single-unit transfusion

single-unit transfusion

The transfusion of a single unit of packed red cells.
 
Transfusion of a single unit fell into disfavour, with the rationale that if a single unit of blood is adequate (assuming a normal sized adult), then the transfusion was unnecessary; however, single unit transfusion is an increasingly acceptable practice if judicious administration of one unit avoids transfusion of multiple units.
References in periodicals archive ?
Gupte and Shaw [10] found that of 4485 female patients 549 (12.24%) were given single-unit transfusion whereas of 3985 male 394 (9.88%) received the same.
Percentage of single-unit transfusion in this study was 55.65.
There is scope for improvement of blood transfusion practices by strictly following the indications for use of blood, promoting the preparation and use of blood components, use of plasma expanders for acute blood loss, avoiding single-unit transfusions, promoting the use of autologous blood during routine surgery, regular auditing of transfusion practices, and improved communication between the clinicians and laboratory physicians.
requests for single-unit transfusion, fresh blood transfusion, use of whole blood etc.
Single-unit transfusion of whole blood in the public hospital was seen mainly in the Gyne/Obs followed by Orthopedics.
In the private hospital, maximal single-unit transfusion was by the Surgical Department followed by the orthopedics.
Although WHO7 suggests that that there is no benefit in transfusing 1 unit of RCC, as it is insufficient to correct anaemia, a study conducted in Canada to address the role of single-unit transfusions as a blood-saving technique revealed that a single-unit transfusion strategy could be an effective, simple, practical and cost-saving method of reducing the risks associated with allogenic blood exposure.10 Transfusion of a single unit should not be considered inappropriate by itself.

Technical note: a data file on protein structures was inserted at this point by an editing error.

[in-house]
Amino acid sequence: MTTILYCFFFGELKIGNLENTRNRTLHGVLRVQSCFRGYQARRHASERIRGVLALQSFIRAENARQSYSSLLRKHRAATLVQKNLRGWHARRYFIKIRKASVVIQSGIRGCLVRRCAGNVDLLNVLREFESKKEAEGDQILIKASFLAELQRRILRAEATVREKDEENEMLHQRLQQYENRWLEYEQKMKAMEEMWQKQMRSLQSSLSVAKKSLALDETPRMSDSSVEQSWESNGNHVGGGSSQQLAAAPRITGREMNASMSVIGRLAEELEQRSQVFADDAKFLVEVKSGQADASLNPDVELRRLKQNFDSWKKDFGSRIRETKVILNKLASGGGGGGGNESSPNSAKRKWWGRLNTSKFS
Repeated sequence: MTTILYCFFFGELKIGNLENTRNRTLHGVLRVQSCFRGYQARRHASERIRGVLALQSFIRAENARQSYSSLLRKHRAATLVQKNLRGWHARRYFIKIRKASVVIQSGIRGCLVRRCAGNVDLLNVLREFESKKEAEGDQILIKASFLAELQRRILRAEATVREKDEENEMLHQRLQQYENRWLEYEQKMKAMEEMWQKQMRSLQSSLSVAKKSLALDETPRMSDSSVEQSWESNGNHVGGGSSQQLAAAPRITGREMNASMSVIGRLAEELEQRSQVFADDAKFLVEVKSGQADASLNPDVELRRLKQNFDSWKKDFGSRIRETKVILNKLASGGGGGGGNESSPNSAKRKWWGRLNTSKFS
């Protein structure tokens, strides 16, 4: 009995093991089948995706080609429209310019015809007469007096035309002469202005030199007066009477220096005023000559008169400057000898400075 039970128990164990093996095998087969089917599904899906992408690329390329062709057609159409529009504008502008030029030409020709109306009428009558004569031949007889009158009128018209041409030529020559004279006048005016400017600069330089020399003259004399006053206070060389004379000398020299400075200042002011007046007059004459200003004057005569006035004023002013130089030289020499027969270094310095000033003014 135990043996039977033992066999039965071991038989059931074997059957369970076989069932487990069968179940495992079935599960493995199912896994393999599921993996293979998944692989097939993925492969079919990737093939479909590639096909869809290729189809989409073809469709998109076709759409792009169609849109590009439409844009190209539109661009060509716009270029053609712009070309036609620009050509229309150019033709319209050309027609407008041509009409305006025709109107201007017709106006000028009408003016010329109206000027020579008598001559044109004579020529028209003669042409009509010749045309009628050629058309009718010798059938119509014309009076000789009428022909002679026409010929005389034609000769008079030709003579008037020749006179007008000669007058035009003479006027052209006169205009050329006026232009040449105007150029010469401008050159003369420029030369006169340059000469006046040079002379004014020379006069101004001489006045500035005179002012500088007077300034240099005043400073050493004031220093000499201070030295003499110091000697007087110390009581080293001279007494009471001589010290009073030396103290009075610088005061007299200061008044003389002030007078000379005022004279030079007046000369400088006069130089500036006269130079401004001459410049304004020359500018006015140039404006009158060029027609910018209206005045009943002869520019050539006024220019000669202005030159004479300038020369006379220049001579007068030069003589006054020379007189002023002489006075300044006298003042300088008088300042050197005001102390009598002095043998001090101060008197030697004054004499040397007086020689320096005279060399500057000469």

In 1992, the American College of Physicians published a series of guidelines titled "Practice Strategies for Elective Red Blood Cell Transfusions." (18) Among the key points of these guidelines were the avoidance of an empiric transfusion threshold and the appropriateness under certain circumstances of single-unit transfusion. The use of PRBC transfusion was specifically considered appropriate in patients with acute anemia whose symptoms were related to blood loss and were refractory to crystalloid infusions, as well as in patients with chronic anemia in whom nontransfusion therapies (eg, iron replacement, erythropoietin) had not been effective.
For example, we've found a surprisingly high number of single-unit transfusions. Eventually, we'll have the clear patterns of data needed to attempt transfusion-practice changes.

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